What are the ASH guidelines on discontinuing heparin and starting a non-heparin anticoagulant in patients with heparin-induced thrombocytopenia?

Updated: Sep 10, 2021
  • Author: Sancar Eke, MD, FASN; Chief Editor: Srikanth Nagalla, MD, MS, FACP  more...
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Answer

Treatment of heparin-induced thrombocytopenia involves discontinuing heparin and starting a non-heparin anticoagulant. American Society of Hematology guidelines suggest that some agents may be preferred in certain circumstances, as follows [58] :

  • Patients with critical illness, increased bleeding risk, or increased potential need for an urgent procedure - Argatroban or bivalirudin (because of their shorter duration of effect)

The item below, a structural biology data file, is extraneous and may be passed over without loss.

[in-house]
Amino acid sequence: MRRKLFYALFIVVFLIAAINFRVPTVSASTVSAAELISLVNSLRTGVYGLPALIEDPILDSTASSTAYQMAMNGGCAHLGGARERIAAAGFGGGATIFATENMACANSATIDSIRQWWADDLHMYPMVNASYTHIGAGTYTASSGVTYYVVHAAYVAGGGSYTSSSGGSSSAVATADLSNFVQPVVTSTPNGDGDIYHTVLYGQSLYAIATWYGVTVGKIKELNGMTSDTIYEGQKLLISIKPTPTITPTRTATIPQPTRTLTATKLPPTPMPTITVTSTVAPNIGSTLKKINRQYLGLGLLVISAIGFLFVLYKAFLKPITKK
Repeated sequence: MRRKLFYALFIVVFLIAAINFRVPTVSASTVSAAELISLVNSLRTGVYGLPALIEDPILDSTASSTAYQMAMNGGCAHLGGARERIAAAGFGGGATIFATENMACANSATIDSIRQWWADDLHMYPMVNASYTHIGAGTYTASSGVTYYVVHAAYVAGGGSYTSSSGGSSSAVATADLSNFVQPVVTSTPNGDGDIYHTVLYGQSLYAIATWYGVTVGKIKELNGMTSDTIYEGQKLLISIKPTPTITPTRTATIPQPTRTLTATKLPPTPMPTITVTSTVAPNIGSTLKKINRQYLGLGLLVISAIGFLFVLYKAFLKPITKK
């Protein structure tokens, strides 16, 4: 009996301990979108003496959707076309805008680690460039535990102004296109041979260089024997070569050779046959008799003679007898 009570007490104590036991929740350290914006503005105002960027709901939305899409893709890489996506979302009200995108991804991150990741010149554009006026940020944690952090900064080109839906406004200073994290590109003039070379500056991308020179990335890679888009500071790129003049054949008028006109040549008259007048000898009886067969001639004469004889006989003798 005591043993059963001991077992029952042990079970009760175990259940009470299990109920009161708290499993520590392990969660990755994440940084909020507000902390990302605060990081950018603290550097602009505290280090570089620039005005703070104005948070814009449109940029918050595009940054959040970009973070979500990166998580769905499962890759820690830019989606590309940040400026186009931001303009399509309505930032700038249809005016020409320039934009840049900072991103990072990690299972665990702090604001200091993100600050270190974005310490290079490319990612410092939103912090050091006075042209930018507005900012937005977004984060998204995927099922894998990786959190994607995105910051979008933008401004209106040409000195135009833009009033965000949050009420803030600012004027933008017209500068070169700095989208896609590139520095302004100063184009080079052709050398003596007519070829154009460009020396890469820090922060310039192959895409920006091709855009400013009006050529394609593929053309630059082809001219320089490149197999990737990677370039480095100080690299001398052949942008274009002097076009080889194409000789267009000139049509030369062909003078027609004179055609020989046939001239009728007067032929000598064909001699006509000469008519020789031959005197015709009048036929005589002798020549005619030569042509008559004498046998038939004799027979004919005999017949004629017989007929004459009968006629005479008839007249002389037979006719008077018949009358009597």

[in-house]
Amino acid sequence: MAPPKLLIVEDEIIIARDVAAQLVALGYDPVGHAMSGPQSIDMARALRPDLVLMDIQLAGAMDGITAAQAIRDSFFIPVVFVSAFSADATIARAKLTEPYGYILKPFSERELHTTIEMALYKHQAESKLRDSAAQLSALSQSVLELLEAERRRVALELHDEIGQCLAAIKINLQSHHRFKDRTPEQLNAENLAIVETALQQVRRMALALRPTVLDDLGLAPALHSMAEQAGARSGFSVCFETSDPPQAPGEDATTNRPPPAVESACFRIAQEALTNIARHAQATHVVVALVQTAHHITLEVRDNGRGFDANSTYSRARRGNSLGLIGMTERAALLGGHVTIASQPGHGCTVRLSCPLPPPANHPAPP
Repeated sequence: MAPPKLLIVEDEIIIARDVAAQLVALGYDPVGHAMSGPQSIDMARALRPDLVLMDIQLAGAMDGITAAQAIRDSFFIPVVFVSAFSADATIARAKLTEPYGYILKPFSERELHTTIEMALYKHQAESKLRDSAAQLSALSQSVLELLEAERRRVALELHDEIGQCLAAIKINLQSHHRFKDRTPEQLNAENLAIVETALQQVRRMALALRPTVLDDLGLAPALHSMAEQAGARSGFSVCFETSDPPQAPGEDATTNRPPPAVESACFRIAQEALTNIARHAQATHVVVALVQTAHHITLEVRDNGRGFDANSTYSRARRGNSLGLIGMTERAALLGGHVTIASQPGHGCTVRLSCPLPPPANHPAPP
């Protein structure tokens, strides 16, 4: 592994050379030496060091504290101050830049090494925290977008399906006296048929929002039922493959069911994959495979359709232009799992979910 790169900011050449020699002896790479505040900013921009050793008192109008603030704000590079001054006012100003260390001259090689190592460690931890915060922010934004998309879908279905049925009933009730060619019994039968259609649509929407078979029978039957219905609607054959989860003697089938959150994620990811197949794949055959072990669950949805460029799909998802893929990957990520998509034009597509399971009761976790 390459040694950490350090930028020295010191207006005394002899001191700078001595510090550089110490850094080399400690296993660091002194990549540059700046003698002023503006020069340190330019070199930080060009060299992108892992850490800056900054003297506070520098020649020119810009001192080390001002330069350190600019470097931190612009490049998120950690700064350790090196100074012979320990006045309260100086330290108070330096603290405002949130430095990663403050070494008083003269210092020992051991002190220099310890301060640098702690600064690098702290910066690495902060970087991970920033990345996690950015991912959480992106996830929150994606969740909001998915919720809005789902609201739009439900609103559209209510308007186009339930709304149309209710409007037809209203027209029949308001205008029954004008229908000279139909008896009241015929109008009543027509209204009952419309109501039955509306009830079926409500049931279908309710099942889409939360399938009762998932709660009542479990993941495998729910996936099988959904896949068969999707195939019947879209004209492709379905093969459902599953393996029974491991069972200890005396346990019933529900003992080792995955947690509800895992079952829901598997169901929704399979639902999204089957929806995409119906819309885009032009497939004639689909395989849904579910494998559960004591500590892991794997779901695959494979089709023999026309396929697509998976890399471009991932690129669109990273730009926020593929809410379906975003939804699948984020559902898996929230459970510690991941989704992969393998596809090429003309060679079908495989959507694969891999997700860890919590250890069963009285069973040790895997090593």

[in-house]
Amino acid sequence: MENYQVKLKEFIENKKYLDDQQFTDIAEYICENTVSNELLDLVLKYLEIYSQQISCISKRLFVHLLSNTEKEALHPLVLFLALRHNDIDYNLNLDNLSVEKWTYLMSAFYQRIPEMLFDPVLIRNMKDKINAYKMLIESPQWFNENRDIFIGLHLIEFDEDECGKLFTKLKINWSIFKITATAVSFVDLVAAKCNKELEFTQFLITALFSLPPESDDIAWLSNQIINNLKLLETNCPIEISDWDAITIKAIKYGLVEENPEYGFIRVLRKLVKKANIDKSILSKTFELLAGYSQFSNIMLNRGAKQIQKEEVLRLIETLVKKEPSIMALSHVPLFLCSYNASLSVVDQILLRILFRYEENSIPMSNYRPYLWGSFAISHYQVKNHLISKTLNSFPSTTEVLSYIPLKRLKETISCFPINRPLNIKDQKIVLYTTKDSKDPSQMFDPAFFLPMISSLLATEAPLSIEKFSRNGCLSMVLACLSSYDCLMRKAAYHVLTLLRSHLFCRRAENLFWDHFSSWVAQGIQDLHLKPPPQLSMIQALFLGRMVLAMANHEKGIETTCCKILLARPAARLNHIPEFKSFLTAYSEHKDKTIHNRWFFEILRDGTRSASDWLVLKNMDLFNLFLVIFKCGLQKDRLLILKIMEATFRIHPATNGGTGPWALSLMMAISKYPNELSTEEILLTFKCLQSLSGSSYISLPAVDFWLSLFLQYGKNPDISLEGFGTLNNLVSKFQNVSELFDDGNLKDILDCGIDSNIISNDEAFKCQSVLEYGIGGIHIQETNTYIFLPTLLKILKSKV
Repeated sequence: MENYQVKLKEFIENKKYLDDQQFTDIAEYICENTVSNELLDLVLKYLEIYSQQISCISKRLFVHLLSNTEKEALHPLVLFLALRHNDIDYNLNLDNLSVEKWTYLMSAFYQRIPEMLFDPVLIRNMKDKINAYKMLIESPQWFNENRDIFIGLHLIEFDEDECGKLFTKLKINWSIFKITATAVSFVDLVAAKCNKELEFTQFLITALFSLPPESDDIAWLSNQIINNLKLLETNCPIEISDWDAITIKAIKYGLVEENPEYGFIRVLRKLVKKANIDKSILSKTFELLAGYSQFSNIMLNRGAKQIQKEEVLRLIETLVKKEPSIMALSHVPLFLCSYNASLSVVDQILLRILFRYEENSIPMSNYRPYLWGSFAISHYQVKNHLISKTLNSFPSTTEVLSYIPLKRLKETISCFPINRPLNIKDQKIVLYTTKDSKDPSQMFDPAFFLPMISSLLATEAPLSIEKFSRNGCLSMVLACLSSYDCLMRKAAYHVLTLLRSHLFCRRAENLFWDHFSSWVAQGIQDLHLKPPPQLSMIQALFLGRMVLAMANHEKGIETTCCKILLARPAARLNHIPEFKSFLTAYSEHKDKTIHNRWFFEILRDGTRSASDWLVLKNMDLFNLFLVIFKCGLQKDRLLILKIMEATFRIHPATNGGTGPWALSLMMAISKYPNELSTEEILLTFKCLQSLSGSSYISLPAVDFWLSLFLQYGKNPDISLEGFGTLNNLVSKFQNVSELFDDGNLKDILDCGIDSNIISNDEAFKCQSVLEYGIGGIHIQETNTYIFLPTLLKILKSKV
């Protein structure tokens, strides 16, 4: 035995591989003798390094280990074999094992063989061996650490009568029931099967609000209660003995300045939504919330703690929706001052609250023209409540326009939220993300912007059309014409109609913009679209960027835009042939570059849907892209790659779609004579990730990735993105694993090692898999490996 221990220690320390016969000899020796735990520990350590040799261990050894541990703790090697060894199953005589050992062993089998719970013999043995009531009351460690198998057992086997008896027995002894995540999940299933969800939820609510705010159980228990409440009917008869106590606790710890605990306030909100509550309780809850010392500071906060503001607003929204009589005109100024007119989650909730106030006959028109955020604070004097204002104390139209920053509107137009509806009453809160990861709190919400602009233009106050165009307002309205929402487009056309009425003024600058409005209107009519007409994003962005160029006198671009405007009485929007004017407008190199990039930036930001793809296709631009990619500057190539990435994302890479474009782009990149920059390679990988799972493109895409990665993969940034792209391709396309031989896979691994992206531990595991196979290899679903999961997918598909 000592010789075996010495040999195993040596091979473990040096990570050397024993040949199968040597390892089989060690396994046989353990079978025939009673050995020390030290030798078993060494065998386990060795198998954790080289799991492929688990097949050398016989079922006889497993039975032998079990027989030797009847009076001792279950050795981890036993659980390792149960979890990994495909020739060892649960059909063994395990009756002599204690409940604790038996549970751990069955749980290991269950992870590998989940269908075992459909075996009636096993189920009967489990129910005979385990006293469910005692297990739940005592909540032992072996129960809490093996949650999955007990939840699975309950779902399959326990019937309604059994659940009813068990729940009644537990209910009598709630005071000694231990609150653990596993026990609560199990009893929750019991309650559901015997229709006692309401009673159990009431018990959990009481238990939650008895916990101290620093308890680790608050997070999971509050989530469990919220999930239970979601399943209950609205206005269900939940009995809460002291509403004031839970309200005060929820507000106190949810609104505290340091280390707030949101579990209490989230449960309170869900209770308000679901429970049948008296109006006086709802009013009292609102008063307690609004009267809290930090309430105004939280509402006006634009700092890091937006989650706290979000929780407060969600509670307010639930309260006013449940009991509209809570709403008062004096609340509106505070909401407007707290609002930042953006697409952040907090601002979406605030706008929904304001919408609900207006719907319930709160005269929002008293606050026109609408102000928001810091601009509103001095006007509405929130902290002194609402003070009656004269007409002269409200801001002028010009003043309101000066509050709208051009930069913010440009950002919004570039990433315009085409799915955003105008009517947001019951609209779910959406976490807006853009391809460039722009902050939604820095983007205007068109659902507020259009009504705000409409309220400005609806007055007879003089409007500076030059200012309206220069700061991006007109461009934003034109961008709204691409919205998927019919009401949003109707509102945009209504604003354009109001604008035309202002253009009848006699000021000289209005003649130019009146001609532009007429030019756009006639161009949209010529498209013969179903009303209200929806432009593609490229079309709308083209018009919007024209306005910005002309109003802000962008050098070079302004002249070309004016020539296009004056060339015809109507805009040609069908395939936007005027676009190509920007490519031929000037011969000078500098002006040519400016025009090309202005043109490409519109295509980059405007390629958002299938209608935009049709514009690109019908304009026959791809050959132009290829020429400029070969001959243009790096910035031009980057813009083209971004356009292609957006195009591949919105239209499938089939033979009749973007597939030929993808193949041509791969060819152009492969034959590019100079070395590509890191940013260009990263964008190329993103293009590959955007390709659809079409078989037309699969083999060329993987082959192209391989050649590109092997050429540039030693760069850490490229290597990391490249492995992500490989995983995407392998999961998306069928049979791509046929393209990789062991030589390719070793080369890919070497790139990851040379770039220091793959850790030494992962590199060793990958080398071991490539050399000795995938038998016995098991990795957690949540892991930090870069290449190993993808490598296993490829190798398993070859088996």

• Clinically stable patients - Fondaparinux or a direct oral anticoagulant (DOAC) (because of their ease of administration, lack of need for lab monitoring, and feasibility of outpatient use) 
  • Life-threatening or limb-threatening thrombosis - Argatroban, bivalirudin, danaparoid, or fondaparinux
  • Moderate or severe hepatic dysfunction (Child-Pugh Class B and C) - Avoid argatroban or use a reduced dose; avoid DOACs

The choice of non-heparin anticoagulant may also be influenced by drug factors (eg, availability, cost, route of administration), patient factors (eg, kidney function, liver function), and clinician experience. [48, 58]  For example, in patients with HIT who have thrombosis and renal insufficiency, American College of Chest Physicians (ACCP) guidelines suggest using argatroban; in those with normal renal function, the ACCP suggests using argatroban, lepirudin, or danaparoid. [48]


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